HUGH DAVIES I PAINTINGS
Welcome I Portfolio I Bio I Statement I Contact
Hugh Davies Interview with Dragica Carlin - Page 2

DC: So, the space exists in its own right even without images. In your work, the space comes out of the process?

HD: It's very much part of the painting because it contributes to the psychological atmosphere. I keep changing the relationships between the figures, objects and space until the image sort of settles into itself. It is simplified and more extreme in the newer work. I still often change the size and shape of the support during the painting.

DC: I have the impression that you use your images to help you express something else in the painting.

DC: Yes, that is true, although I am not an expressionist. Even in the current work the content is found in and through the painting. It does not exist prior to it. There are two aspects of this that seem a bit contradictory. Sometimes I come across things that I think would be interesting or challenging to paint and I will make the painting simply out of that. Its a very speculative process in which the finished painting often looks totally different from the initial idea or image.

For instance, this painting ‘Fear and trembling’, 1985, started as one 96 x 48 painting, but ended up as three panels so it is now eight feet by twelve. I began the right panel as a painting by itself. It includes a figure derived partly from Rodin, a mirror, a self-portrait made directly from the mirror and a table. The panel on the left was a different painting altogether and contained a self-portrait which I had painted about ten years before, a lion, a damaged sculpture of a female torso loosely based on the central figure in Rubens’ “Three Graces” and a stone wall.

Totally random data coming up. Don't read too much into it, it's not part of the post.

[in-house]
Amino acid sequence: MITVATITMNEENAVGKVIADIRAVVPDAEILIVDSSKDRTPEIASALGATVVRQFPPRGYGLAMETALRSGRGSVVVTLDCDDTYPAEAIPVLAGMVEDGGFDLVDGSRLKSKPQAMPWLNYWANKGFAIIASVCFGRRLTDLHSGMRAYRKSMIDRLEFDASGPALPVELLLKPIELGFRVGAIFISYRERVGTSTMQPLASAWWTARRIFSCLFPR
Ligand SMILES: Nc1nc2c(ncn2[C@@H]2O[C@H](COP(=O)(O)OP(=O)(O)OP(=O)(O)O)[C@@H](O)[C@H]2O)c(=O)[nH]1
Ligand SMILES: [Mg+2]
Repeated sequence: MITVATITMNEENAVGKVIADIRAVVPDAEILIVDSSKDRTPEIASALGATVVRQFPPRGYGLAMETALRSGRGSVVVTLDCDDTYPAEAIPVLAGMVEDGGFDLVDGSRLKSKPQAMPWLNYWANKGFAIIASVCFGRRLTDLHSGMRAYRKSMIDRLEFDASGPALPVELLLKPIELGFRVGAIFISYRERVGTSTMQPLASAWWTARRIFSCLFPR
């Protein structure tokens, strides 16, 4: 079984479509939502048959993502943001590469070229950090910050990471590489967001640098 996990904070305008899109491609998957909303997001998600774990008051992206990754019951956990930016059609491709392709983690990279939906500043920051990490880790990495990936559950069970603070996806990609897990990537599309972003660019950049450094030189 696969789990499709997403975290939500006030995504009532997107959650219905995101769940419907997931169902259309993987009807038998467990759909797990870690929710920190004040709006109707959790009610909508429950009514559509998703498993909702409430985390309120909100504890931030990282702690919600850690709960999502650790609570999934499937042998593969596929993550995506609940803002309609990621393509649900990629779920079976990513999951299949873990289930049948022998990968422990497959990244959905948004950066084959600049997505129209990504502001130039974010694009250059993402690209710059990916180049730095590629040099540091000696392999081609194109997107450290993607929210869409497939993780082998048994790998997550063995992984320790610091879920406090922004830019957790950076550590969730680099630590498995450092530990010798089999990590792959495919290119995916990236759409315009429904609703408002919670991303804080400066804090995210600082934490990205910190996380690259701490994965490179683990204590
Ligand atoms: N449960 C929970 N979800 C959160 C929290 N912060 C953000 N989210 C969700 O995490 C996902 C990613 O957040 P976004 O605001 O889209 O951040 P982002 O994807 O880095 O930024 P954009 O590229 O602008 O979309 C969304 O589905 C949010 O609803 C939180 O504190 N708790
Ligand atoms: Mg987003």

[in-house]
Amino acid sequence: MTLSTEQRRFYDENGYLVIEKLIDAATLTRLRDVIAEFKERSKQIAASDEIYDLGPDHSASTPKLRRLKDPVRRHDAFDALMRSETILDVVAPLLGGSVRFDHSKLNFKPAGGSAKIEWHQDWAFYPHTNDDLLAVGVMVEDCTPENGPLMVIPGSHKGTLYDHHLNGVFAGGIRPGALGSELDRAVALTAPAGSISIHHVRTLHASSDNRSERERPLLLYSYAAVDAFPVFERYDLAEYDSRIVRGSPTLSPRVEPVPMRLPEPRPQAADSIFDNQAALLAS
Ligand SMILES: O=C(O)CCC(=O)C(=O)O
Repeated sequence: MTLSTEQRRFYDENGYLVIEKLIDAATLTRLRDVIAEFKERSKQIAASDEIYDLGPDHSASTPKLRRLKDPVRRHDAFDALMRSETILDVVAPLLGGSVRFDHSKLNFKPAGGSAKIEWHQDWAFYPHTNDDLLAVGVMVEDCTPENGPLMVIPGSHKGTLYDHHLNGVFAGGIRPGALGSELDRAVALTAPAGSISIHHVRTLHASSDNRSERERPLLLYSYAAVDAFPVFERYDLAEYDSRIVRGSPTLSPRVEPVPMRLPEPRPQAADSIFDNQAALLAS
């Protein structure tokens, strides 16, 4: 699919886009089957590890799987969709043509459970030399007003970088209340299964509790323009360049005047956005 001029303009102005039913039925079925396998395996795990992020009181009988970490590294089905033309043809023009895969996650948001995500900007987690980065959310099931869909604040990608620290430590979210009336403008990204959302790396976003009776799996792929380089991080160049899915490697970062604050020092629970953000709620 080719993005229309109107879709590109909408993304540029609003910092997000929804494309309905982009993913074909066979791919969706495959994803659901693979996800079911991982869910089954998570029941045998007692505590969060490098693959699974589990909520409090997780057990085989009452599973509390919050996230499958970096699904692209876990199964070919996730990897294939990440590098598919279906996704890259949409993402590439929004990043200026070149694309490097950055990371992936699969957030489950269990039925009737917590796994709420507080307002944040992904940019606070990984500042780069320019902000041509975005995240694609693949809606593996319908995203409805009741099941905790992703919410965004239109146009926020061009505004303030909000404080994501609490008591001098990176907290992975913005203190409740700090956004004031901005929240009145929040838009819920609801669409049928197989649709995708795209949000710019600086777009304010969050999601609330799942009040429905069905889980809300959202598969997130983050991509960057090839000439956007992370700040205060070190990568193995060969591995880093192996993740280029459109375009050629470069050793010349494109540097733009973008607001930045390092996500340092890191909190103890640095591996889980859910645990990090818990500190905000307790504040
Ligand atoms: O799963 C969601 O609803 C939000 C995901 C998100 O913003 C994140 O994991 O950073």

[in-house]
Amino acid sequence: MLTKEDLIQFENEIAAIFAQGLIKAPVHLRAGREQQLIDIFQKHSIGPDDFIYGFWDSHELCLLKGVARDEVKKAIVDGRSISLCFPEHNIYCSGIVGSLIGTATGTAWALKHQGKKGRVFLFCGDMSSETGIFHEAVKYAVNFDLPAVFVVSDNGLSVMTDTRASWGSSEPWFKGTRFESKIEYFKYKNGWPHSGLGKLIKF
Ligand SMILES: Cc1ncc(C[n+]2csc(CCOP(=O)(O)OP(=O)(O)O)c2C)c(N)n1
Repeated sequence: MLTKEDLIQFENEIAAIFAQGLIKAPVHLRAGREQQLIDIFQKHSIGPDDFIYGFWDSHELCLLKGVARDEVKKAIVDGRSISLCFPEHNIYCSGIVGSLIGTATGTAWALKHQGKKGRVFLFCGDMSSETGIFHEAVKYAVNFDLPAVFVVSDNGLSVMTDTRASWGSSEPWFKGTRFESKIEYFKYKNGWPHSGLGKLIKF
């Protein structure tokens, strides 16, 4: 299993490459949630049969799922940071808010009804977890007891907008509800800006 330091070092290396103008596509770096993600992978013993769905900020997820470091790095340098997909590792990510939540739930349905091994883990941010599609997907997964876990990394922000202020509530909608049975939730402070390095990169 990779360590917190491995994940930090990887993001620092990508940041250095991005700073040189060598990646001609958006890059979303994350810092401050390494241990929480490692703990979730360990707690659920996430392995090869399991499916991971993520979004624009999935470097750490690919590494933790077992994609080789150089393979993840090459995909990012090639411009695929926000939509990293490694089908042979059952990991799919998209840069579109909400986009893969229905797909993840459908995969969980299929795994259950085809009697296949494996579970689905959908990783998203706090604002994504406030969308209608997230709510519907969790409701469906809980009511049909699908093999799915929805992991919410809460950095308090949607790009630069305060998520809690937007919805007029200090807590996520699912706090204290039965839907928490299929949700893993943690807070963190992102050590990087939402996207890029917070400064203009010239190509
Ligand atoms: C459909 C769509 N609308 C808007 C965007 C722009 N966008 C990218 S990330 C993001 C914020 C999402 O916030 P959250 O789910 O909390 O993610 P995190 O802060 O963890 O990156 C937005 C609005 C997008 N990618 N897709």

At some point I brought the two panels together although the left panel was initially on the right. The square format didn’t work, the lion looked like an overweight tabby cat and the two self-portraits were too closely aligned. About then I had been reading Fitzgerald’s “Omar Khayyam” and liked the poem’s mood of melancholy and damaged grandeur. I think some of that seeped in. I then added the third panel with a larger central figure, a sort of homage to Venice, (I had been completely knocked out by the Genius of Venice show at the RA) and a kind of invented menagerie in the foreground. The lion was replaced by a figure diving into a swimming pool in order to introduce something instantaneous and human in contrast to the silence and stillness of the image, to put some present into the past. The diver was too suburban so the swimming pool went and the figure was made to hang by one foot from a rope attached to a pulley as if being raised or possibly lowered which I think achieved the same objective.

© Hugh Davies. All rights reserved.
Website:: ArtSource Studio